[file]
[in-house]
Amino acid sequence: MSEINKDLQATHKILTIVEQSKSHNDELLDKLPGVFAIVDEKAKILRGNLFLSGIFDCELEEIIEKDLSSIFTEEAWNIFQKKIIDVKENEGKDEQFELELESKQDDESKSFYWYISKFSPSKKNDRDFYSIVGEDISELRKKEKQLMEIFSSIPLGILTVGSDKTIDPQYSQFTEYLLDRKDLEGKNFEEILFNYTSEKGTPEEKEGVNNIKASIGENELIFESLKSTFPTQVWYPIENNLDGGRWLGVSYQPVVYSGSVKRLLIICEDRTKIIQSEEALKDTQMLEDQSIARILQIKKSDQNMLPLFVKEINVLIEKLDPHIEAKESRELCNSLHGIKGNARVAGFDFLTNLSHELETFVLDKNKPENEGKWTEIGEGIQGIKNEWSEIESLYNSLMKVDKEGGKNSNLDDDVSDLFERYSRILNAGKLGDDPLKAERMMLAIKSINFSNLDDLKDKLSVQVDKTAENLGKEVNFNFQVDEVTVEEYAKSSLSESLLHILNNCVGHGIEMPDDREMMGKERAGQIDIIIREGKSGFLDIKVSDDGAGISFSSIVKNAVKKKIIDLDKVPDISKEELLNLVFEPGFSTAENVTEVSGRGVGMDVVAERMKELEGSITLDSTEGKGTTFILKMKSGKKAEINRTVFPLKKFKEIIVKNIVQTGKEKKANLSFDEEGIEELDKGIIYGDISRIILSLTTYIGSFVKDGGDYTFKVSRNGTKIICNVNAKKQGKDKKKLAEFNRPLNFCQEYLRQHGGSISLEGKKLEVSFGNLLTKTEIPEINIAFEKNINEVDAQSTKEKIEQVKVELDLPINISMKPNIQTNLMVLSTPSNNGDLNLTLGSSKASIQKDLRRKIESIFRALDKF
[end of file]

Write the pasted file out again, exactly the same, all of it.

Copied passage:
[in-house]
Amino acid sequence: MSEINKDLQATHKILTIVEQSKSHNDELLDKLPGVFAIVDEKAKILRGNLFLSGIFDCELEEIIEKDLSSIFTEEAWNIFQKKIIDVKENEGKDEQFELELESKQDDESKSFYWYISKFSPSKKNDRDFYSIVGEDISELRKKEKQLMEIFSSIPLGILTVGSDKTIDPQYSQFTEYLLDRKDLEGKNFEEILFNYTSEKGTPEEKEGVNNIKASIGENELIFESLKSTFPTQVWYPIENNLDGGRWLGVSYQPVVYSGSVKRLLIICEDRTKIIQSEEALKDTQMLEDQSIARILQIKKSDQNMLPLFVKEINVLIEKLDPHIEAKESRELCNSLHGIKGNARVAGFDFLTNLSHELETFVLDKNKPENEGKWTEIGEGIQGIKNEWSEIESLYNSLMKVDKEGGKNSNLDDDVSDLFERYSRILNAGKLGDDPLKAERMMLAIKSINFSNLDDLKDKLSVQVDKTAENLGKEVNFNFQVDEVTVEEYAKSSLSESLLHILNNCVGHGIEMPDDREMMGKERAGQIDIIIREGKSGFLDIKVSDDGAGISFSSIVKNAVKKKIIDLDKVPDISKEELLNLVFEPGFSTAENVTEVSGRGVGMDVVAERMKELEGSITLDSTEGKGTTFILKMKSGKKAEINRTVFPLKKFKEIIVKNIVQTGKEKKANLSFDEEGIEELDKGIIYGDISRIILSLTTYIGSFVKDGGDYTFKVSRNGTKIICNVNAKKQGKDKKKLAEFNRPLNFCQEYLRQHGGSISLEGKKLEVSFGNLLTKTEIPEINIAFEKNINEVDAQSTKEKIEQVKVELDLPINISMKPNIQTNLMVLSTPSNNGDLNLTLGSSKASIQKDLRRKIESIFRALDKF